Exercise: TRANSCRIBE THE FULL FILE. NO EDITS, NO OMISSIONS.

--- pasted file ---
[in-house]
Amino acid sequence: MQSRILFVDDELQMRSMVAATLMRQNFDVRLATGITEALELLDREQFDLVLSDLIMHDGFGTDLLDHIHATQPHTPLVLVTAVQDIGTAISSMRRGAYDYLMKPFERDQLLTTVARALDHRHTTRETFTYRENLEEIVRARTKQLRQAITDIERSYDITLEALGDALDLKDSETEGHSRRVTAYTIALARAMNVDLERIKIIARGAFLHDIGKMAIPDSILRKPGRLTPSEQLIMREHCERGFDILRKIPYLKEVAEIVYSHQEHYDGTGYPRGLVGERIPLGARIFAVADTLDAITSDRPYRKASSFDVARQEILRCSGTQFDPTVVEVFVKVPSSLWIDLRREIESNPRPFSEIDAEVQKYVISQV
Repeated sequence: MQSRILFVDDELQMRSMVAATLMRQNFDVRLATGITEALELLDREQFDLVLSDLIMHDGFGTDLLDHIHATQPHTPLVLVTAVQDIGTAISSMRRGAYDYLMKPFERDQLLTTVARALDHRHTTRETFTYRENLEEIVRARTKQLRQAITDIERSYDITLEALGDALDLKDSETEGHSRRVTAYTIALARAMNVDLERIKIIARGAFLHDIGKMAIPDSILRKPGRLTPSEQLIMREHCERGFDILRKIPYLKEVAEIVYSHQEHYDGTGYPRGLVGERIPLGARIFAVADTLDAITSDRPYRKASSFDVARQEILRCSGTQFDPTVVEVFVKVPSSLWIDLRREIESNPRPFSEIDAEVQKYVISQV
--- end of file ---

[in-house]
Amino acid sequence: MQSRILFVDDELQMRSMVAATLMRQNFDVRLATGITEALELLDREQFDLVLSDLIMHDGFGTDLLDHIHATQPHTPLVLVTAVQDIGTAISSMRRGAYDYLMKPFERDQLLTTVARALDHRHTTRETFTYRENLEEIVRARTKQLRQAITDIERSYDITLEALGDALDLKDSETEGHSRRVTAYTIALARAMNVDLERIKIIARGAFLHDIGKMAIPDSILRKPGRLTPSEQLIMREHCERGFDILRKIPYLKEVAEIVYSHQEHYDGTGYPRGLVGERIPLGARIFAVADTLDAITSDRPYRKASSFDVARQEILRCSGTQFDPTVVEVFVKVPSSLWIDLRREIESNPRPFSEIDAEVQKYVISQV
Repeated sequence: MQSRILFVDDELQMRSMVAATLMRQNFDVRLATGITEALELLDREQFDLVLSDLIMHDGFGTDLLDHIHATQPHTPLVLVTAVQDIGTAISSMRRGAYDYLMKPFERDQLLTTVARALDHRHTTRETFTYRENLEEIVRARTKQLRQAITDIERSYDITLEALGDALDLKDSETEGHSRRVTAYTIALARAMNVDLERIKIIARGAFLHDIGKMAIPDSILRKPGRLTPSEQLIMREHCERGFDILRKIPYLKEVAEIVYSHQEHYDGTGYPRGLVGERIPLGARIFAVADTLDAITSDRPYRKASSFDVARQEILRCSGTQFDPTVVEVFVKVPSSLWIDLRREIESNPRPFSEIDAEVQKYVISQV